• Joe

sensor size and image circle pt. 4

At this point in our conversation a reasonable person would ask which provides greater detail with an APS-C body: a professional grade full frame lens that loses detail with the smaller image circle or an APS-C lens with perhaps lower optical resolving power but which the sensor can fully utilize?

When we measure a lens’ optical quality usually it is connected to a bench and recorded without a camera attached. This has meant we could understand a lens’ sharpness in the abstract, but it doesn’t take image circle into the equation and doesn't consider the camera you're actually using to shoot the picture. Manufacturer’s (and other testers) will put out charts on a lens’ sharpness. You can easily find these MTF (or modulation transfer function) charts, but they don’t take our basic question into account. For a long time, I didn’t think anyone was measuring this question.

But a company called DXO Mark does. They have very readable tests of most lenses and they test them on most cameras. Then DXO created their own unit of measurement for interpreting sharpness data in a way that relates to our exact question. It has not been adopted by the rest of the industry yet, but since no one else has another (let alone better) system, I think it’s worth your attention.

It is called the Perceptual Megapixel and it works like this: we shoot the lens on a particular camera at a variety of focal lengths and record the detail of the subsequent images. Then we average these together and describe the result as a particular camera resolution. The idea is that we are comparing the recorded detail against an imaginary lens with zero loss of sensor resolving power.

Since all lenses lose some detail this number will always be lower than the full resolution of the camera, which ideally would be paired with an optically perfect lens. But those just don’t exist.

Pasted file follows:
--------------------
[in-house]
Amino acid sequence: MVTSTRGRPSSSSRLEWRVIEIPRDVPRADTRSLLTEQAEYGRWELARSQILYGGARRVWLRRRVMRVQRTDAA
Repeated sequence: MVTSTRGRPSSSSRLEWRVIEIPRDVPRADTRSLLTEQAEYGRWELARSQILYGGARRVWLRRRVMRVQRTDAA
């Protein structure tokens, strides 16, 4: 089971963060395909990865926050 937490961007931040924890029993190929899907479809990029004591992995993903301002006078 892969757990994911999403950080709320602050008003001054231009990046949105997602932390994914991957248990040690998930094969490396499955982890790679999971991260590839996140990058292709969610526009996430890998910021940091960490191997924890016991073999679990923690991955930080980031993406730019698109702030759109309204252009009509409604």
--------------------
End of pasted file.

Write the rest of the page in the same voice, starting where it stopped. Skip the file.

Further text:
The upside of this system is a very readable number that tells us what a lens is like to actually use on your particular camera. The downside is the number averages all focal lengths and apertures together, so it tells us nothing about the sharpest part or aperture of a lens. But that isn’t our question at the moment. We want to know what is better: an APS-C lens on an APS-C camera, or an optically superior full frame lens on that same camera? Let’s look at the data.

By the way, to reproduce my results I’m simply searching DXO Mark’s website for camera and lens combinations. Please, examine other lens and camera combinations to build off what I’m writing here and expand your understanding thereof.

I first took a look at Canon cameras. So let’s put some macro lenses on the 7dii, a 20MP APS-C camera. First, let’s put the Tamron 60mm macro on. This is a $500 lens and it’s giving us 9 P-MP (or 9 million perceived pixels). I know that seems like an enormous drop, but now let’s put the $900 100mm L macro on the same camera. We record 11 P-MP. Is $400 worth two million more pixels?

Let’s do a similar test with Nikon gear. The 40mm is a small macro lens that costs under $300. On a 24MP D7100 it produces 15 P-MP. Now let’s put the full frame $900 105mm on the same camera. It’s giving us 12 P-MP. That’s right, we’re recording less information with a lens that costs over three times as much. Put the same lens on a 24MP D750, which is a full frame camera, and we record 19MP. There is always some loss with a lens, but we give up, on average, 45% of a full frame lens when mounting it on an APS-C camera.

That said, as photographers we need to keep other factors in play when looking at lenses. Image circle and optics can’t be everything. What about how large it is? What about it’s brightest aperture? What about your budget? What about the way its focal length renders background? All these things matter. I don’t think people make themselves better photographers (or happier people, for that matter) by merely chasing optical quality. I do believe, though, that lenses are a long term investment, and making the best decision possible involves having a plan for your photographic future. Whatever that may mean to you.

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